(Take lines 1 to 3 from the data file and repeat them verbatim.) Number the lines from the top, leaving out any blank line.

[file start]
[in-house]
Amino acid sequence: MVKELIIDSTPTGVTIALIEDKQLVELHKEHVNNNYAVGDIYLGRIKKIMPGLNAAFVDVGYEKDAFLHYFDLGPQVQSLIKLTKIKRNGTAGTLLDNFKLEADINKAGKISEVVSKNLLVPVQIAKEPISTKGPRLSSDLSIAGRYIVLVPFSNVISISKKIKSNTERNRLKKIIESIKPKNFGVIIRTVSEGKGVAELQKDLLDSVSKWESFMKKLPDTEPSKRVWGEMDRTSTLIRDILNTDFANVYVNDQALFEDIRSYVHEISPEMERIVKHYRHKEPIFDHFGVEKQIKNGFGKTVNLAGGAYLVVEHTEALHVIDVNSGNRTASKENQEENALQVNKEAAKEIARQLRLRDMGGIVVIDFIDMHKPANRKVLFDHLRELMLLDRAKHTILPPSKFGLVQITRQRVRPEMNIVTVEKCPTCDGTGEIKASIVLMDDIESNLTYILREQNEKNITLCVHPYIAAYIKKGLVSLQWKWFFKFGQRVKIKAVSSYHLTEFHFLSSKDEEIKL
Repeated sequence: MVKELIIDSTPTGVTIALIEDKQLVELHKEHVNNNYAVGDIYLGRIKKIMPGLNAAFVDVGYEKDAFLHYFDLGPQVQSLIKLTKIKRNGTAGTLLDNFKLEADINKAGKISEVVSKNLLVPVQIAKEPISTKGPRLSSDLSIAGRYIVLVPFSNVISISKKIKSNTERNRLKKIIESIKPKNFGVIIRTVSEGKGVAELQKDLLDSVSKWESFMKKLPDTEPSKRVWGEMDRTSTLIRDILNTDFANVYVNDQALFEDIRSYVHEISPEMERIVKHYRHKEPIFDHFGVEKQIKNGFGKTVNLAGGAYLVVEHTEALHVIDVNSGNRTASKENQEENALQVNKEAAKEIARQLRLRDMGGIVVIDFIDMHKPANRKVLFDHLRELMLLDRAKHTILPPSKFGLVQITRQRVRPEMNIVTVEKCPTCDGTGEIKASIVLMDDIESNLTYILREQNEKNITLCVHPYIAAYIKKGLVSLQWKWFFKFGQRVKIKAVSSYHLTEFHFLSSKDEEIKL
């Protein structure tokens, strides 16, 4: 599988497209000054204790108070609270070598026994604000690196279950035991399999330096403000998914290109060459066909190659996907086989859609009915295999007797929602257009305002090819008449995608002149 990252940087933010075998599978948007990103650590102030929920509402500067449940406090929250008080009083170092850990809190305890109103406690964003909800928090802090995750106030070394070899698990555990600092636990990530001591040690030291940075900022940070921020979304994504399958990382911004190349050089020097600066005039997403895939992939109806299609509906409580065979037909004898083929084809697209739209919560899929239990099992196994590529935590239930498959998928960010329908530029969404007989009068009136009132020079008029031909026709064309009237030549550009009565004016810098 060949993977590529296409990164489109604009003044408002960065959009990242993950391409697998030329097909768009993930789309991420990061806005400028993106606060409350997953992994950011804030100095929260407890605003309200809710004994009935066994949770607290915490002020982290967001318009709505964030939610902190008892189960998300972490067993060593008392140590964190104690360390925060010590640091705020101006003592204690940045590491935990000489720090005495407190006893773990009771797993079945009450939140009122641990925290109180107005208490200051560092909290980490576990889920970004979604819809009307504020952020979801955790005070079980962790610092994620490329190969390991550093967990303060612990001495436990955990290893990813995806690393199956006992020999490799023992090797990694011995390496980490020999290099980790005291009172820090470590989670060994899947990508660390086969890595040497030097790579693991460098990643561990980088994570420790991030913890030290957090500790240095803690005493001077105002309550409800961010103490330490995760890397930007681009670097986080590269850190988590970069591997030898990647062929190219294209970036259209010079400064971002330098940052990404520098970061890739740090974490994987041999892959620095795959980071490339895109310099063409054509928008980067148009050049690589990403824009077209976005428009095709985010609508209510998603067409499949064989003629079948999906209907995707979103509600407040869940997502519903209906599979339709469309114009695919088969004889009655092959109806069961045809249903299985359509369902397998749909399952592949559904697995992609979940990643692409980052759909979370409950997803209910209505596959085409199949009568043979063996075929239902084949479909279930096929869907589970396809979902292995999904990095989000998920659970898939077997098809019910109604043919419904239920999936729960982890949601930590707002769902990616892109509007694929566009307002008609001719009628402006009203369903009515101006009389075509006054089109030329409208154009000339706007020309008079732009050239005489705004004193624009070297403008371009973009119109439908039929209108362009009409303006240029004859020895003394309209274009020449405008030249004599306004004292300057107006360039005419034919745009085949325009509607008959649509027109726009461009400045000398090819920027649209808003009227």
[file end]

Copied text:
[in-house]
Amino acid sequence: MVKELIIDSTPTGVTIALIEDKQLVELHKEHVNNNYAVGDIYLGRIKKIMPGLNAAFVDVGYEKDAFLHYFDLGPQVQSLIKLTKIKRNGTAGTLLDNFKLEADINKAGKISEVVSKNLLVPVQIAKEPISTKGPRLSSDLSIAGRYIVLVPFSNVISISKKIKSNTERNRLKKIIESIKPKNFGVIIRTVSEGKGVAELQKDLLDSVSKWESFMKKLPDTEPSKRVWGEMDRTSTLIRDILNTDFANVYVNDQALFEDIRSYVHEISPEMERIVKHYRHKEPIFDHFGVEKQIKNGFGKTVNLAGGAYLVVEHTEALHVIDVNSGNRTASKENQEENALQVNKEAAKEIARQLRLRDMGGIVVIDFIDMHKPANRKVLFDHLRELMLLDRAKHTILPPSKFGLVQITRQRVRPEMNIVTVEKCPTCDGTGEIKASIVLMDDIESNLTYILREQNEKNITLCVHPYIAAYIKKGLVSLQWKWFFKFGQRVKIKAVSSYHLTEFHFLSSKDEEIKL
Repeated sequence: MVKELIIDSTPTGVTIALIEDKQLVELHKEHVNNNYAVGDIYLGRIKKIMPGLNAAFVDVGYEKDAFLHYFDLGPQVQSLIKLTKIKRNGTAGTLLDNFKLEADINKAGKISEVVSKNLLVPVQIAKEPISTKGPRLSSDLSIAGRYIVLVPFSNVISISKKIKSNTERNRLKKIIESIKPKNFGVIIRTVSEGKGVAELQKDLLDSVSKWESFMKKLPDTEPSKRVWGEMDRTSTLIRDILNTDFANVYVNDQALFEDIRSYVHEISPEMERIVKHYRHKEPIFDHFGVEKQIKNGFGKTVNLAGGAYLVVEHTEALHVIDVNSGNRTASKENQEENALQVNKEAAKEIARQLRLRDMGGIVVIDFIDMHKPANRKVLFDHLRELMLLDRAKHTILPPSKFGLVQITRQRVRPEMNIVTVEKCPTCDGTGEIKASIVLMDDIESNLTYILREQNEKNITLCVHPYIAAYIKKGLVSLQWKWFFKFGQRVKIKAVSSYHLTEFHFLSSKDEEIKL